The Suffering of the Orthodox Church during the Twentieth Century:
Internal and External Dangers Alike

The twentieth century was crueler to Orthodoxy than previous centuries. All the Orthodox churches were-- and continue to be-- along geopolitical fault lines, pulled in different directions by various countries' interests and hot and cold wars. After Eastern Orthodoxy's imprisonment in the Ottoman cage for four hundred years, there came the First World War, which started in the Balkans and went on to weigh heavily on all Orthodox societies.  This was followed in 1917 by the atheistic Bolshevik Revolution, which struck Russia, the largest Orthodox nation, and Orthodoxy was crushed between the anvil and hammer of Communism.

Before Stalin resorted to Orthodoxy and nationalist sentiment in 1941 to save Russia from the Nazi steamroller, around 600 bishops, 40,000 priests and 120,000 monks and nuns were killed and thousands of cathedrals, churches and monasteries were destroyed. Communism was defeated in 1988, and Gorbachev asked Patriarch Pimen to jointly organize the celebration of the thousandth anniversary of the Baptism of the Rus. Then, Orthodoxy in Eastern Europe was liberated from the Soviet cage when the Berlin Wall fell in 1990.

As for Greek Orthodoxy, it suffered repeated blows: in 1923, with the ethnic cleansing of the Greeks of Asia Minor; with the bloody events of September, 1955 against the Greeks of Istanbul to expel them; the invasion and occupation of Northern Cyprus in 1974; the Greek economic crisis and its being under international trusteeship since 2008; and the efforts by the radical socialist, atheist government of Tsipras to tame the Church of Greece by force.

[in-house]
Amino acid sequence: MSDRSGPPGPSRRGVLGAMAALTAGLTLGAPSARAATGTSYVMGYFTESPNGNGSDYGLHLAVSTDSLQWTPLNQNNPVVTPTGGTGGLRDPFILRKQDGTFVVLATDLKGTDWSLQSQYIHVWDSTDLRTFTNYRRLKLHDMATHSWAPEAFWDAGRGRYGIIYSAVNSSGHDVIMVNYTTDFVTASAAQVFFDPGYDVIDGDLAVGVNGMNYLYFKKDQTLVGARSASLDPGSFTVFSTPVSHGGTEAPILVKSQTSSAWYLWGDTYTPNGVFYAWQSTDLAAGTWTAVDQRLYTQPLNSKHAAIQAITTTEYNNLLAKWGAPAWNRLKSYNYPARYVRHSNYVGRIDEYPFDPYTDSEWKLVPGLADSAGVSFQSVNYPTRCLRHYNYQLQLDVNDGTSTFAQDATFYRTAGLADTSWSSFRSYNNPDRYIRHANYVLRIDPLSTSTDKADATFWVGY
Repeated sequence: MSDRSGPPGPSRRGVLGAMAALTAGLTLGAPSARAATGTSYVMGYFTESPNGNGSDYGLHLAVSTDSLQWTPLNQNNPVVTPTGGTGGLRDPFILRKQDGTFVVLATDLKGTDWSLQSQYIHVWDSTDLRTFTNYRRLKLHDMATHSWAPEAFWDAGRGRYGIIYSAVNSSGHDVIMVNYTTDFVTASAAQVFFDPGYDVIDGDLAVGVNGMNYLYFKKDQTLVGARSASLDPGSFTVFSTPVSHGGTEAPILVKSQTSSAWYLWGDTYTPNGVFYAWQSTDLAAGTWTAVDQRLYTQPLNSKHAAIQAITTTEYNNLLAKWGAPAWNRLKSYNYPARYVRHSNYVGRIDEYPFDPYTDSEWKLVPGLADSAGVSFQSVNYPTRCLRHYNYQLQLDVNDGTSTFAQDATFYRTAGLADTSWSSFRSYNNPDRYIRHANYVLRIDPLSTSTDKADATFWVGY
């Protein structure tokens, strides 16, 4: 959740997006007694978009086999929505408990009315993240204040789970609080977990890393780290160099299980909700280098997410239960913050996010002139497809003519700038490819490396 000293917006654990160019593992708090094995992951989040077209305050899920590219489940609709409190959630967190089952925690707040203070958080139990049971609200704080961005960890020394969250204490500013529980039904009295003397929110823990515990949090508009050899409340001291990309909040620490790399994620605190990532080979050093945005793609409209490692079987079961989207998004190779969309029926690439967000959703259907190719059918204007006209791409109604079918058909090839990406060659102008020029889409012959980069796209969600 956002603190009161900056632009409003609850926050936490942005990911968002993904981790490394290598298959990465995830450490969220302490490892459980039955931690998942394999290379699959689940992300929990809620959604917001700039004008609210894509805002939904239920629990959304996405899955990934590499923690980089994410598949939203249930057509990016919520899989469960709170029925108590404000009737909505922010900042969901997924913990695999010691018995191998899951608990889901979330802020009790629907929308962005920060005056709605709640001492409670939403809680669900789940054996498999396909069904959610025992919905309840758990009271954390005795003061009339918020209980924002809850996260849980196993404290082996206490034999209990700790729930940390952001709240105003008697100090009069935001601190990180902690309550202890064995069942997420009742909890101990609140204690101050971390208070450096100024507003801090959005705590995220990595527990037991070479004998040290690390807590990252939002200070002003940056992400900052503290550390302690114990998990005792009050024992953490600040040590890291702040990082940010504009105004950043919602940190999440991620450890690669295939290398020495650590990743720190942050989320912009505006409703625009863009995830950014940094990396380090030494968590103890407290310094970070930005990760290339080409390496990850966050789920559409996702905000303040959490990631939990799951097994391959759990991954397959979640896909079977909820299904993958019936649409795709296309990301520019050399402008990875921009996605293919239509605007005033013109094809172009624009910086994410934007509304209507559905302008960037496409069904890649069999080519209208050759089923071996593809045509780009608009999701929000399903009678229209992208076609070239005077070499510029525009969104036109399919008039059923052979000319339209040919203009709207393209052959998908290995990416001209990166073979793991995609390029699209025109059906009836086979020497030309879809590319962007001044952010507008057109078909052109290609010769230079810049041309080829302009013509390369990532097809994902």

The rise of radical, Salafist Islamism on account of the weakness of Arab civil society has threatened the Middle Eastern churches and pushed their members to emigrate.  And let us not forget the suffering of Serbia, the Yugoslav wars since 1991, and NATO's campaign against it; the hostile situation for Serbian Orthodoxy and its historic sites in Kosovo; the seizure of Palestine and the Arab-Israeli struggle since 1948; "others' wars in Lebanon," in the words of Ghassan Toueini, since 1975; and the ongoing tragedy in Syria. Efforts to enervate and divide Orthodoxy continue with the Ukrainian crisis and attempts to split Orthodoxy in Macedonia and Montenegro from Serbia. In this way, the lines of fire shifted within the Orthodox space over the course of the twentieth century and they continue to do so, their flames biting at the body and flesh of Orthodoxy.

Blows have come from within and from the outside. Internally, with Orthodoxy's inability to coalesce and anticipate and cope with the transformations of the globalization of the twentieth century, and on account of the rivalry, deadly for universal Orthodoxy, between Constantinople and Moscow, which has opened the door for global powers to exploit the weaknesses of nationalist Orthodoxies, which has damaged the the Orthodoxy of faith which, even if the arrows have struck it and it has become a martyr, continues to bear witness. In the midst of these transformations (the West seeking to seize the East, religious radicalism, atheistic Communism and irreligious, secularized and globalized liberalism), Orthodoxy has tried to break the bonds around it.